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Stanislas Dehaene

Reading in the Brain

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Catalog No. 27059

The act of reading is so easily taken for granted that we forget what an astounding feat it is.

How can a few black marks on white paper evoke an entire universe of meanings? It's even more amazing when we consider that we read using a primate brain that evolved to serve an entirely different purpose. In this riveting investigation, Stanislas Dehaene explores every aspect of this human invention, from its origins to its neural underpinnings. A world authority on the subject, Dehaene reveals the hidden logic of spelling, describes pioneering research on hiw we process languages, and takes us into a new appreciation of the brain and its wondrous capacity to adapt.

French scientist Stanislas Dehaene is the director of the Cognitive Neuroimaging Unit in Saclay, France, professor of experimental cognitive psychology at the College de France, a member of the French Academy of Sciences, and the Pontifical Academy of Sciences.

"Brings together the cognitive, the cultural, and the neurological in an elegant, compelling narrative. A revelatory work."--Oliver Sacks, MD

The transparent and automatic feat of reading comprehension disguises an intricate biological effort, ably analyzed in this fascinating study. Drawing on scads of brain-imaging studies, case histories of stroke victims and ingenious cognitive psychology experiments, cognitive neuroscientist Dehaene (The Number Sense) diagrams the neural machinery that translates marks on paper into language, sound and meaning. It's a complex and surprising circuitry, both specific, in that it is housed in parts of the cortex that perform specific processing tasks, and puzzlingly abstract. (The brain, Dehaene hypothesizes, registers words mainly as collections of pairs of letters.) The author proposes reading as an example of neuronal recycling--the recruitment of previously evolved neural circuits to accomplish cultural innovations--and uses this idea to explore how ancient scribes shaped writing systems around the brain's potential and limitations. (He likewise attacks modern whole language reading pedagogy as an unnatural imposition on a brain attuned to learning by phonics.) This lively, lucid treatise proves once again that Dehaene is one of our most gifted expositors of science; he makes the workings of the mind less mysterious, but no less miraculous. Illus. --Publishers Weekly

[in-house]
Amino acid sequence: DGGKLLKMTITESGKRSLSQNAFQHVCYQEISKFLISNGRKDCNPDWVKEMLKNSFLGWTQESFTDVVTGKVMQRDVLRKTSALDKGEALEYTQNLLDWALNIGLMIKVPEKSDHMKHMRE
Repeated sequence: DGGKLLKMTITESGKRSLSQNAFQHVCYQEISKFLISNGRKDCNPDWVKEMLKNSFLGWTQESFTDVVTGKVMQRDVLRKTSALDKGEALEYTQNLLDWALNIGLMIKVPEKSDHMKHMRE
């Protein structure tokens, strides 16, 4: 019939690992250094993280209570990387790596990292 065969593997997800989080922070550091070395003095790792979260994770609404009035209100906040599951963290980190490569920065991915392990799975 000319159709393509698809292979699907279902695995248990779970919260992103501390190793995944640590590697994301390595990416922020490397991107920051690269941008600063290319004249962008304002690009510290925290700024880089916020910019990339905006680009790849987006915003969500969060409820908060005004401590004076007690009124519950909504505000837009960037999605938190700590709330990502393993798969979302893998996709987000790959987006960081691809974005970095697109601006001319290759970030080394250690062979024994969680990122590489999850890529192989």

400 pages. 2010

 

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